DANCE / Living colour: Judith Mackrell on Compagnia Vicente Saez

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The Independent Culture
By the late 1980s, European dance seemed to be turning into a gloomy caricature of itself. Its dancers all performed on black stages, in black designer outfits and clumpy black boots, while their pale flesh displayed rashes of dark bruising from the fast and dangerous movement that was so in vogue.

The rhythms of the choreography also veered towards the monochrome. The audience's pulse rarely danced to the lilt and patter of detailed steps - it hammered to the thudding, crashing and smashing of performers doing battle with angst. This year, though, among the 17 works showing in London's 'Turning World' season, there's confirmation that Europe's choreographers are lightening up. Angels Margarit from Spain dances in a red pinafore, surrounded by green apples and a bale of yellow hay. Philippe Saire's dancers from Switzerland are dressed in vivid tatters. And the shock of Vicente Saez's new work Iris is that it's set on an entirely white stage.

He and his three dancers also wear an assortment of stingingly bright costumes - and this range of colours is reflected in the palette of the choreography. Certainly there are some standard Eurocrash lifts and rolls but they are worked into a textured, rhythmically varied eclectic vocabulary. In the work's opening solo, Saez sits with his legs splayed, his arms snapping through a sequence of brittle-jointed shapes. Suddenly he scoops himself upright and lurches into a casual tap and slide that's straight after Gene Kelly. Later, we even see a couple waltz.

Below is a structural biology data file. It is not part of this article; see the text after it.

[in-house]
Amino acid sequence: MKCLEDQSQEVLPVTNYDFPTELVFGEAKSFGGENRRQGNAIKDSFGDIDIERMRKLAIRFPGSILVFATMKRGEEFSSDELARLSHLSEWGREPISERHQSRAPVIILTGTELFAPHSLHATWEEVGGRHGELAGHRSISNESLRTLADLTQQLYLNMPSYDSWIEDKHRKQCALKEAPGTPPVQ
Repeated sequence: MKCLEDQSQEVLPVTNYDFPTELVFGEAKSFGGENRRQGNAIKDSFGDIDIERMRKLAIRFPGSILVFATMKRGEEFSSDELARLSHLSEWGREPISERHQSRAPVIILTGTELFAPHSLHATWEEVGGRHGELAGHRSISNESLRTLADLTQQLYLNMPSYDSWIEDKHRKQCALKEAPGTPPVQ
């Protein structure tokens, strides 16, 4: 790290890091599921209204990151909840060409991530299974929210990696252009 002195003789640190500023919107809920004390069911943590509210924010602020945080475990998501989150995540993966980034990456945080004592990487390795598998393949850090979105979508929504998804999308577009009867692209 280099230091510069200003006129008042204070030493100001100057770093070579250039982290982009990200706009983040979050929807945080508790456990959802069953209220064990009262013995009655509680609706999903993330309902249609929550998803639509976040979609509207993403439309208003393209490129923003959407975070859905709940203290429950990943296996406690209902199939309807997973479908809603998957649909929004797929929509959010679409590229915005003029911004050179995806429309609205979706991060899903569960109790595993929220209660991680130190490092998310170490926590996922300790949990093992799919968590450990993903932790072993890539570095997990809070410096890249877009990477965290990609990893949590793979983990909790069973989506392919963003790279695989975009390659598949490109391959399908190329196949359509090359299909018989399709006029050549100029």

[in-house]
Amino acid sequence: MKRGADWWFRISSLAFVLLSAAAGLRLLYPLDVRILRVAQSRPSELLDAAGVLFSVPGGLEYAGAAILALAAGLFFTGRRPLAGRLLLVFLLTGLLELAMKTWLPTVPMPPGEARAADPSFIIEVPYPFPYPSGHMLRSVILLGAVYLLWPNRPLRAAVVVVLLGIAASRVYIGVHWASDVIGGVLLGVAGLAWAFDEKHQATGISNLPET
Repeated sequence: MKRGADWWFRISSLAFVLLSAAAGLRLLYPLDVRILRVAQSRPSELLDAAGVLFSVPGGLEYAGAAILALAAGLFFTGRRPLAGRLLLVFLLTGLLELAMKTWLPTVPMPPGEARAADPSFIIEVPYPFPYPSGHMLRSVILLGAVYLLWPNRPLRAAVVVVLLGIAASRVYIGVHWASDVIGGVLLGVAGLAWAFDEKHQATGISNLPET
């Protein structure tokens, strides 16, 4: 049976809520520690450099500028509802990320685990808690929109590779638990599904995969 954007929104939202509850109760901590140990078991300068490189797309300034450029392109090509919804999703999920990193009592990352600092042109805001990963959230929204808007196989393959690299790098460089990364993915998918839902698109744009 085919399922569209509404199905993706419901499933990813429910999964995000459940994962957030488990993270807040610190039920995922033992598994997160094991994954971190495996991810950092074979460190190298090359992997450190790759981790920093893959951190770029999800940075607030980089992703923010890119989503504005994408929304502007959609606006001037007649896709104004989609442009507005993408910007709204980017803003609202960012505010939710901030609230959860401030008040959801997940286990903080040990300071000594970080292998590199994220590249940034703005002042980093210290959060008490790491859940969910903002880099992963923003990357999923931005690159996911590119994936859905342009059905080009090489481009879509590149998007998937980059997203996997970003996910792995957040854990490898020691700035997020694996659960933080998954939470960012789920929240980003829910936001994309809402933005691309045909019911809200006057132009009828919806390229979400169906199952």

The underlying story seems to be of four people trying to sort out workable relationships. As one pair dance a tough but matey duet, others try to muscle in on their fun by mimicking their dance. Later one of the women tries to unlock the two men from a quiet clasp, and having extricated one of them, leads him off by the nose.

There are many droll, unexpected moments in the piece, beautifully crafted and beautifully danced - but disappointingly they become less and less engaging. Iris is built out of a number of sharply distinct choreographic blocks, all set to very contrasting music. No sooner are you drawn into one passage than you're pushed on to something very different, and the resulting stop-go rhythm not only exhausts your eye and ear but also your imagination. I began watching the piece with intrigued pleasure. By the time it was over I had already, mentally, left.